The Combination of Enzymes and Conidia of Entomopathogenic Fungi against Aphis gossypii Nymphs and Spodoptera frugiperda Larvae
by Juliana M. Ferreira, Éverton K. K. Fernandes, Jae Su Kim and Filippe Elias F. Soares
J. Fungi 2024, 10(4), 292; https://doi.org/10.3390/jof10040292 - 17 Apr 2024
Viewed by 724
Abstract
The slow action of fungi is one of the biggest challenges in using entomopathogenic fungi. A promising alternative to reduce the time of action is to combine conidia with extracellular enzymes. This study aimed to characterize the production of Pr1 subtilisin protease and [...] Read more.
The slow action of fungi is one of the biggest challenges in using entomopathogenic fungi. A promising alternative to reduce the time of action is to combine conidia with extracellular enzymes. This study aimed to characterize the production of Pr1 subtilisin protease and lipases by Beauveria bassiana and Metarhizium anisopliae in different culture media and to evaluate the efficiency of the enzymatic treatment against Aphis gossypii and Spodoptera frugiperda. The isolates were cultivated in five different liquid cultures, and, after 7 days, the culture was filtered and centrifuged, and the activity of the Pr1 and lipases was measured. The fungi cultured in a Luria–Bertani broth medium had the highest activity of proteases and lipases. The mortality of A. gossypii nymphs treated with conidia 7 days after the treatment was 39% (JEF-410), 76.5% (JEF-492), 74.8% (ERL-836), and 70.9% (JEF-214). The B. bassiana JEF-410 supernatant combined with conidia increased the fungal virulence at day 5 and day 6 after treatment. When S. frugiperda larvae were treated with B. bassiana JEF-492 conidia combined with its supernatant, the time of infection was shorter compared to the larvae treated with conidia only. Once the supernatant was incubated at 37 °C, the relative activity decreased from 100% to 80% after 2 h and to 45% after 24 h. The results suggest that the supernatant of entomopathogenic fungi may be formulated and used as a biopesticide in an efficient strategy for the biological control of pests. Full article
(This article belongs to the Special Issue Biotechnology of Entomopathogenic Fungi)
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23 pages, 4911 KiB  
Article
Aspergillus nidulans gfdB, Encoding the Hyperosmotic Stress Protein Glycerol-3-phosphate Dehydrogenase, Disrupts Osmoadaptation in Aspergillus wentii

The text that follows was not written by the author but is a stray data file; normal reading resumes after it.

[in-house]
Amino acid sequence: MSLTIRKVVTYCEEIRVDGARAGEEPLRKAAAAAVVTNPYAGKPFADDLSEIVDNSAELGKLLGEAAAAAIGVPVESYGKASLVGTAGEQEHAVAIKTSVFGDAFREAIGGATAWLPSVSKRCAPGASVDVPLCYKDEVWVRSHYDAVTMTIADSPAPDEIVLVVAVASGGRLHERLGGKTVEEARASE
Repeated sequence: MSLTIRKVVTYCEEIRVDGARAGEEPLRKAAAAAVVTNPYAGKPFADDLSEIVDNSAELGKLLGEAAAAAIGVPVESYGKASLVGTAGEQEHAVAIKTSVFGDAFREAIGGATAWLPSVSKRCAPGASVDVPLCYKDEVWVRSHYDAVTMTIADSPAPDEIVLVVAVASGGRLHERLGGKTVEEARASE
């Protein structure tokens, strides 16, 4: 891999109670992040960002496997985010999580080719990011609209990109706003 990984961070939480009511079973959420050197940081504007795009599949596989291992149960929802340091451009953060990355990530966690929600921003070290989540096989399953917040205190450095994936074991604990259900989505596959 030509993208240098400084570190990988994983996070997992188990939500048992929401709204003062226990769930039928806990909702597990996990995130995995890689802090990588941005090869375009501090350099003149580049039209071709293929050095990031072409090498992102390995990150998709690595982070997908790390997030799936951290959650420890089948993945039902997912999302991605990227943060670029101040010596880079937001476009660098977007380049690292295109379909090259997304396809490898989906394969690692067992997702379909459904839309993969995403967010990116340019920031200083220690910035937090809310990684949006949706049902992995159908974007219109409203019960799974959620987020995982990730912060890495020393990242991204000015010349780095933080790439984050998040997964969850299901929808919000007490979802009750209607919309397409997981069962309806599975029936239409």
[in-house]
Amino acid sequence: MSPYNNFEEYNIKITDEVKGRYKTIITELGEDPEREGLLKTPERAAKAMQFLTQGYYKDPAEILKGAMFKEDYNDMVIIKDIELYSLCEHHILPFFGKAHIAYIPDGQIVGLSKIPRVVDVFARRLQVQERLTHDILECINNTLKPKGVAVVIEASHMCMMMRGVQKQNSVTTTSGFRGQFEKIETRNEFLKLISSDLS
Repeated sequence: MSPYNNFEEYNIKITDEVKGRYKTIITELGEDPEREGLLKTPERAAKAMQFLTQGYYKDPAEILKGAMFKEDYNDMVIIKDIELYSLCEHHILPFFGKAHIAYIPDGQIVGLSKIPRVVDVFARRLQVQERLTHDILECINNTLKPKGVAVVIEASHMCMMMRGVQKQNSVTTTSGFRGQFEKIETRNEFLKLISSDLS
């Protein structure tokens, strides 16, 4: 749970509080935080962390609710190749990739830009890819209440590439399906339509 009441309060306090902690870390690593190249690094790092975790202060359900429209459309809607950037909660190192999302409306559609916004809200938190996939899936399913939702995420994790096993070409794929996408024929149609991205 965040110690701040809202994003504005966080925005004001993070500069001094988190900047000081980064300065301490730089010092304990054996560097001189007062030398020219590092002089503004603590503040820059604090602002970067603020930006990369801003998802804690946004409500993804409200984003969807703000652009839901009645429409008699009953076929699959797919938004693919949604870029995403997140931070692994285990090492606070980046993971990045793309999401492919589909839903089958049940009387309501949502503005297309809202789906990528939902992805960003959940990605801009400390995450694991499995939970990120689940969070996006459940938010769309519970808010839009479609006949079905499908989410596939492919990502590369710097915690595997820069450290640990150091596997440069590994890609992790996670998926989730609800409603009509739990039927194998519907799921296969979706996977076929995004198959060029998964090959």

by Veronika Bodnár, Károly Antal, Ronald P. de Vries, István Pócsi and Tamás Emri
J. Fungi 2024, 10(4), 291; https://doi.org/10.3390/jof10040291 - 16 Apr 2024
Viewed by 665
Abstract
The genome of the osmophilic Aspergillus wentii, unlike that of the osmotolerant Aspergillus nidulans, contains only the gfdA, but not the gfdB, glycerol 3-phosphate dehydrogenase gene. Here, we studied transcriptomic changes of A. nidulans (reference strain and ΔgfdB [...] Read more.
The genome of the osmophilic Aspergillus wentii, unlike that of the osmotolerant Aspergillus nidulans, contains only the gfdA, but not the gfdB, glycerol 3-phosphate dehydrogenase gene. Here, we studied transcriptomic changes of A. nidulans (reference strain and ΔgfdB gene deletion mutant) and A. wentii (reference strain and An-gfdB expressing mutant) elicited by high osmolarity. A. nidulans showed a canonic hyperosmotic stress response characterized by the upregulation of the trehalose and glycerol metabolism genes (including gfdB), as well as the genes of the high-osmolarity glycerol (HOG) map kinase pathway. The deletion of gfdB caused only negligible alterations in the transcriptome, suggesting that the glycerol metabolism was flexible enough to compensate for the missing GfdB activity in this species. A. wentii responded differently to increased osmolarity than did A. nidulans, e.g., the bulk upregulation of the glycerol and trehalose metabolism genes, along with the HOG pathway genes, was not detected. The expression of An-gfdB in A. wentii did not abolish osmophily, but it reduced growth and caused much bigger alterations in the transcriptome than did the missing gfdB gene in A. nidulans. Flexible glycerol metabolism and hence, two differently regulated gfd genes, may be more beneficial for osmotolerant (living under changing osmolarity) than for osmophilic (living under constantly high osmolarity) species. Full article
(This article belongs to the Special Issue Stress Research in Filamentous Fungi and Yeasts)
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13 pages, 1265 KiB  
Review
Hidden Treasure: Halophilic Fungi as a Repository of Bioactive Lead Compounds
by Shivankar Agrawal, Pruthviraj Chavan and Laurent Dufossé
J. Fungi 2024, 10(4), 290; https://doi.org/10.3390/jof10040290 - 16 Apr 2024
Viewed by 852
Abstract